It’s no longer a question: hybrid work is the future.
In June 2020, 73% of executives said remote work was successful for their company. When PwC repeated that survey at the end of the year, the number had increased to 83%. Fewer than one in five execs reported they want to return to work in the office as they did before the pandemic.
In addition, more companies get added every month to the list of hybrid work models. Google was one of the first companies to announce that employees returning to the office would take part in a pilot hybrid program where they worked at least three days onsite and remotely the rest of the week. But there are many others:
- Facebook announced its employees could work from home through at least July 2021 and expects at least half to continue working remotely permanently.
- Most Microsoft employees can now work remotely up to half the time.
- Salesforce recently announced that its employees can continue working remotely, either part of the time or all of the time.
- Shopify decided that its employees are welcome to work remotely, announcing that “office centricity is over.”
That being said, it’s only a matter of time before the business world catches up. Employees prefer this way of working—so much that businesses now use it as a tool for talent acquisition. But that doesn’t mean that transitioning to hybrid work is easy.
What is hybrid work?
A hybrid work model is a relatively new concept, at least on a scale this large. Hybrid work isn’t a situation where half the employees work permanently in the office while the other half work permanently remotely.
Hybrid work, in its current form, pertains to employees who spend half of their time in the office and the other half remotely, working where they feel most productive. For example, employees might choose to work three days a week in the office, or some might opt for half days instead. In essence, businesses give workers the flexibility of choice and strive to support those choices.
But while a hybrid work model allows for a lot of flexibility, it doesn’t mean everything is free-form or that anything goes. Nor is it straightforward or easy to implement. Hybrid work is a fabric of an organization’s culture that requires careful planning before adopting.
What questions should businesses ask before going hybrid?
Consider these questions so you can create a hybrid work policy that lets your business and employees thrive:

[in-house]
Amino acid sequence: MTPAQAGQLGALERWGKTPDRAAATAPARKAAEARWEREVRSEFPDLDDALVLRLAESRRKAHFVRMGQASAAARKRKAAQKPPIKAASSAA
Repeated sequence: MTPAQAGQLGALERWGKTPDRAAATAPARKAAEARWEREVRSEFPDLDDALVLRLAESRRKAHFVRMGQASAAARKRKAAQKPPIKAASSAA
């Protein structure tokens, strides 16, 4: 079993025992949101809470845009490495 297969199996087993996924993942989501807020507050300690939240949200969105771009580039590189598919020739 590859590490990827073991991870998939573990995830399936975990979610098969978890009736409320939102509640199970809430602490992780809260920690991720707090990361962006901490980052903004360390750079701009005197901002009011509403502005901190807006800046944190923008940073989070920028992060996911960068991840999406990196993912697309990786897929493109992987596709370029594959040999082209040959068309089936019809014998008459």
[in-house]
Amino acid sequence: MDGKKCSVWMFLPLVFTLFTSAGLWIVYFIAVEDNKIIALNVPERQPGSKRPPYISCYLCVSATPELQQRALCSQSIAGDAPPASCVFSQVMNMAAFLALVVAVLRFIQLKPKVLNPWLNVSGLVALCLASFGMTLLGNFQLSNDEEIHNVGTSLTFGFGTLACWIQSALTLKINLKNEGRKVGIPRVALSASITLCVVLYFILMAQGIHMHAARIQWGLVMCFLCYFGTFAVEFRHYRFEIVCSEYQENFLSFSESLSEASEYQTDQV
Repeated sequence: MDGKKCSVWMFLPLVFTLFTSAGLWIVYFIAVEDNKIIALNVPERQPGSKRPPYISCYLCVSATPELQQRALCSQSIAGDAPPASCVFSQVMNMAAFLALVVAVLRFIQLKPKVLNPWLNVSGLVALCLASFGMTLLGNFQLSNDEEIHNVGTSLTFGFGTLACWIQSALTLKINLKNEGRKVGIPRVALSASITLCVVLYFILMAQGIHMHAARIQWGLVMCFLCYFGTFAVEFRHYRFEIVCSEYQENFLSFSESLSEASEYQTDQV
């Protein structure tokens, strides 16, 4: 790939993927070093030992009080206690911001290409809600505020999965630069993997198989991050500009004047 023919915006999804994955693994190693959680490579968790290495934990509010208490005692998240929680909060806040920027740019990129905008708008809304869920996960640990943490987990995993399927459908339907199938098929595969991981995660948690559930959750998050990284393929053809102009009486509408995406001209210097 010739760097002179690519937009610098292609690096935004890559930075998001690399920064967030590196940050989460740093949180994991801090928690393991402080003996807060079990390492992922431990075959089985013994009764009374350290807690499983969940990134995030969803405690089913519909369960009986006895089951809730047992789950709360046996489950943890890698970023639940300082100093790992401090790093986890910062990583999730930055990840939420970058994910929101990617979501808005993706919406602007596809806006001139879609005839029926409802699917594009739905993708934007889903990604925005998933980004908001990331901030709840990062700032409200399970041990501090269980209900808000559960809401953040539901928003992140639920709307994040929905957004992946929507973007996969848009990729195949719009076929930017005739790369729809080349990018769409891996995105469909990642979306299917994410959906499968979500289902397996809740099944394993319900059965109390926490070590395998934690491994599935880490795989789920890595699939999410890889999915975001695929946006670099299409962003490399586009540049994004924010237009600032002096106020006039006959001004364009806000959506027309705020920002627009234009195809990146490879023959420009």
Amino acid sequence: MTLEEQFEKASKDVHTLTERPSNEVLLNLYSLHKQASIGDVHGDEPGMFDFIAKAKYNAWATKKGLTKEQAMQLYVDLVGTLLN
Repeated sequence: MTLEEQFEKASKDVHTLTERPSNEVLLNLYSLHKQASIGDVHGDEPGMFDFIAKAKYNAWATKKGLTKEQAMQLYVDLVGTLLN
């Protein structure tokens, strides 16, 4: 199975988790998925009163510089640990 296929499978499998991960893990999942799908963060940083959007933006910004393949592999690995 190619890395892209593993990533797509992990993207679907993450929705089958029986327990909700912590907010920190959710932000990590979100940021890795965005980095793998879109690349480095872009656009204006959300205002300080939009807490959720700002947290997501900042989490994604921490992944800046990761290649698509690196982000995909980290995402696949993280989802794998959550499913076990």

1. How will we define who can work where?
Think about who needs to work in the office and why. How much does each employee need to collaborate with others and rapidly exchange information? Should newer employees, recently promoted ones, or those with performance problems be onsite for better support? Do some employees have children or others at home who need their help? Will those needs change when schools reopen?
2. How can we clearly outline responsibilities?
Are your employees clear about the organization’s strategy and their role within it? Does every employee clearly and accurately understand his or her job and responsibilities? Are you sure?
3. How will we support employees as we transition?
What training do you need to provide to employees ahead of time? What will they need to know about the new hybrid arrangement? Where will they turn to ask questions or offer feedback?
4. What tools are in place to facilitate collaboration and productivity?
Do you have a communications system that will keep your employees well-connected? Does it provide a consistent, unified platform for calling, team messaging, and video conferencing so your employees can easily collaborate? Does everyone know how to use it? Should you provide further training? Does it keep your data secure? Do employees understand the importance of using your unified system and not their own personal communications accounts?
5. How will we address employee isolation and disconnect?
How will you keep employees motivated, connected, and engaged? Can you show them how the work they’re doing is part of the company’s larger work? Paul McDonald, senior executive director at staffing firm Robert Half in Los Angeles, says purpose, meaning, and innovation don’t arise organically. “Clearly communicating the vision for what’s next as the company formally transitions to a hybrid model will be important,” he said.
6. How will we measure the effectiveness of our hybrid work model?
What are your goals? What metrics will you look at? How often?
Start looking at how hybrid work will impact your business and ask yourself the above questions. You’ll be in a much better position to make the most of the new work paradigm for your employees and your business.